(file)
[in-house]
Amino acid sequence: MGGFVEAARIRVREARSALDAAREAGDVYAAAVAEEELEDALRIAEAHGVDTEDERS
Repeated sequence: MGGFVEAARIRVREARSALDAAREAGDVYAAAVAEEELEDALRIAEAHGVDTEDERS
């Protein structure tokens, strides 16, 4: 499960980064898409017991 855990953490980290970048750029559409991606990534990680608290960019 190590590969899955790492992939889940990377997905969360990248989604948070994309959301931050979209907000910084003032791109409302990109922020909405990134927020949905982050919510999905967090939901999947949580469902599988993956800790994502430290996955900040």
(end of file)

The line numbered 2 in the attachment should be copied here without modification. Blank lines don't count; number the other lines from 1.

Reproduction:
Amino acid sequence: MGGFVEAARIRVREARSALDAAREAGDVYAAAVAEEELEDALRIAEAHGVDTEDERS